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  • Jayne Green (B.Ed;M.Ed)

"Unraveling the Depths: What Really Triggers Depression"


Possible causes for Depression, include a combination of biological, psychological, and social sources of distress. Increasingly, research suggests that these factors may cause changes in brain function, including the altered activity of certain neural circuits in the brain.


These are some of the possible factors that can be related to depression:-

  1. Biological Factors:

    • Genetics: Some disorders might have a genetic component, making individuals with a family history more susceptible.


  • Neurochemistry: Imbalances in neurotransmitters, which are chemicals that facilitate communication between nerve cells, can influence mood and behavior. For example, imbalances in serotonin, dopamine, and Norepinephrine are linked to mood disorders.


  • Brain Structure and Functioning: Abnormalities in the structure or function of certain brain areas can be associated with various disorders. For example, the Amygdala's hyperactivity has been associated with anxiety disorders.


  • Hormonal Imbalances: Disorders in the endocrine system, especially thyroid disorders or imbalances in stress hormones like cortisol, can influence mental health.


  1. Psychological Factors:

    • Trauma: Experiencing traumatic events, especially during childhood, can increase the risk of developing a variety of disorders.


  • Cognitive Patterns: Pessimistic thinking styles, low self-esteem, or feelings of helplessness can contribute to disorders like depression.


  • Learned Behavior: Some disorders might emerge or be reinforced through learned behavior, especially if maladaptive behaviors are continually rewarded or if they serve as coping mechanisms.


  1. Social Factors:

    • Environment: Growing up in a chaotic environment, facing consistent discrimination or bullying, or other social stressors can play a role in the onset of mental disorders.


  • Cultural Expectations: Society's pressures or expectations can lead to stress, feelings of inadequacy, or other negative emotions.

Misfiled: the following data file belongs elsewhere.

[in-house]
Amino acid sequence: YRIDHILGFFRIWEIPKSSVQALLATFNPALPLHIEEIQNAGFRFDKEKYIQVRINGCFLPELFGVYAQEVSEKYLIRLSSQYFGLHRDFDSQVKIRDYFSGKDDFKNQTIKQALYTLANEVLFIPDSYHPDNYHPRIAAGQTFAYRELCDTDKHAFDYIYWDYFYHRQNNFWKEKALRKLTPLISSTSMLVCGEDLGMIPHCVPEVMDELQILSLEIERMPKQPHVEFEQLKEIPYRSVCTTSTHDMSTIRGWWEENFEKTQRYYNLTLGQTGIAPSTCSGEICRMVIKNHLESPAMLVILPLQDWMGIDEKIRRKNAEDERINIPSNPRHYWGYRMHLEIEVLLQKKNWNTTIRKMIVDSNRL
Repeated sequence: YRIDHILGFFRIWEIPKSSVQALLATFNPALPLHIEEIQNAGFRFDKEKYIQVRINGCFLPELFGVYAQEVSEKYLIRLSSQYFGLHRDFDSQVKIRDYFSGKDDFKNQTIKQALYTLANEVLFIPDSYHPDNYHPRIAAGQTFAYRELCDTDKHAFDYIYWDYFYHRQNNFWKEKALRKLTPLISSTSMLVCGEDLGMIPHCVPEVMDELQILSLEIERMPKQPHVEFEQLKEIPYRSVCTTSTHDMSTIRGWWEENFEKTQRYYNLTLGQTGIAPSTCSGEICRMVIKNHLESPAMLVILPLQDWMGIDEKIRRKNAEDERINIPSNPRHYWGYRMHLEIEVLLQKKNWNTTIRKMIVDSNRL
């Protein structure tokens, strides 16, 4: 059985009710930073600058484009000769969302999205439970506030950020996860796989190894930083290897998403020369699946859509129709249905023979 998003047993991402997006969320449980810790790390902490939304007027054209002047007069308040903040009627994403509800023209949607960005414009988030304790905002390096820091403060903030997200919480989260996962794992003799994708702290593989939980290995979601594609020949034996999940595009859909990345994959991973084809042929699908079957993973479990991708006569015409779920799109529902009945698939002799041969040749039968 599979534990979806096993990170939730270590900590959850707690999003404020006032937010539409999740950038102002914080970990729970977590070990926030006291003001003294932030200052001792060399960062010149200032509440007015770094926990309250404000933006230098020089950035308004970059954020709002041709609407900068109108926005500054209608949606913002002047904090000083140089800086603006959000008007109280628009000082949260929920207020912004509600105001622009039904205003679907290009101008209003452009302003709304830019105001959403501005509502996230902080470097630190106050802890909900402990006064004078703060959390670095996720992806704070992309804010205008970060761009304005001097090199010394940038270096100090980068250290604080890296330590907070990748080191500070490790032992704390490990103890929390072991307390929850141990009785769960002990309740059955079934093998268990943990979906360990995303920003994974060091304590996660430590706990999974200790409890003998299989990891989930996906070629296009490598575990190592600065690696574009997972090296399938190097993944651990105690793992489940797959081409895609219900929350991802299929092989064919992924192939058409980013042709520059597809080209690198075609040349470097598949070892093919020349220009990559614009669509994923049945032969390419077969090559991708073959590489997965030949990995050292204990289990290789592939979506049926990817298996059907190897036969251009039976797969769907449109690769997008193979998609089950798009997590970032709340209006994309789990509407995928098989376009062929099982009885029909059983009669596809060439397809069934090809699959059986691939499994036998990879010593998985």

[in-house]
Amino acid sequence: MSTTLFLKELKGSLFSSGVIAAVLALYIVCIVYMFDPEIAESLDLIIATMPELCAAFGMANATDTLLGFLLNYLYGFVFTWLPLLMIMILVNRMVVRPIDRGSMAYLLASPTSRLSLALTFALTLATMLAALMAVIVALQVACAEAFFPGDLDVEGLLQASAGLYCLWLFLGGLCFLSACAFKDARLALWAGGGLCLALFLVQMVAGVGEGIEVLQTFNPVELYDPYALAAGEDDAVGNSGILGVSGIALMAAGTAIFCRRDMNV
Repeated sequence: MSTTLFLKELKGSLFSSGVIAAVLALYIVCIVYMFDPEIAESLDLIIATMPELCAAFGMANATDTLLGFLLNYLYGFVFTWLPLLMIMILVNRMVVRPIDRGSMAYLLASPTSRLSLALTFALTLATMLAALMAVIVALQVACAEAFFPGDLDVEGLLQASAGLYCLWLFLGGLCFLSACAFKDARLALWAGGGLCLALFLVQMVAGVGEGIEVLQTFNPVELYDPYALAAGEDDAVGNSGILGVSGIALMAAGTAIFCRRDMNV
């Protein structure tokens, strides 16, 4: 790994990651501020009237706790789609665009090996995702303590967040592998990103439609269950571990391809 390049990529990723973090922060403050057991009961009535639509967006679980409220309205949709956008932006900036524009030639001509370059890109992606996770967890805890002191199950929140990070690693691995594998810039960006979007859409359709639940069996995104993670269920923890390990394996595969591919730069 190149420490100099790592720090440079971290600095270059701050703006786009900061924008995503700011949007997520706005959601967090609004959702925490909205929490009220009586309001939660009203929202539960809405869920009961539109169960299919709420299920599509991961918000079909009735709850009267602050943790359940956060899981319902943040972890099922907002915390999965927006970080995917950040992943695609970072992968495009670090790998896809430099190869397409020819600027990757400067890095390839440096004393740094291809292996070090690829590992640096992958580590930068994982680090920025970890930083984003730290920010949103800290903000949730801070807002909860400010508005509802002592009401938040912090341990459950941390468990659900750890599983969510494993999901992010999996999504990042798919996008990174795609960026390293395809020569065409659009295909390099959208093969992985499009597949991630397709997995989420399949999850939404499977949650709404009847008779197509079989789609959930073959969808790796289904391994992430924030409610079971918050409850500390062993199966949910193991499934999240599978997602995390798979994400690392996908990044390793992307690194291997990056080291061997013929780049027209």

• Isolation: Lack of social support or feelings of isolation can exacerbate mental health issues.


  • Life Events: Major life changes, whether they're negative (like losing a loved one) or even positive (like getting a new job), can contribute to mental distress.


Research into the brain has provided insights into how these factors might influence brain function:

  • Altered Neural Circuit Activity: The brain is a network of interconnected regions. Disruptions in the normal patterns of communication, or changes in the strength of connections (synaptic plasticity), can influence mental health.


  • Brain Plasticity: The brain is adaptive, but certain experiences can lead to maladaptive changes. For example, prolonged stress can reduce the size of the hippocampus, a region crucial for memory and emotion.


  • Inflammatory Responses: There's increasing evidence that inflammation can play a role in disorders like depression. This might be due to immune system dysregulation or other factors.


Recognizing the interplay of these factors is crucial for understanding mental health disorders. It highlights the importance of a holistic approach to treatment that considers not just biological interventions (like medication) but also psychological and social interventions (like therapy or community support).


Jayne Green (B.Ed; M.Ed)

JMG CHANGES LIVES

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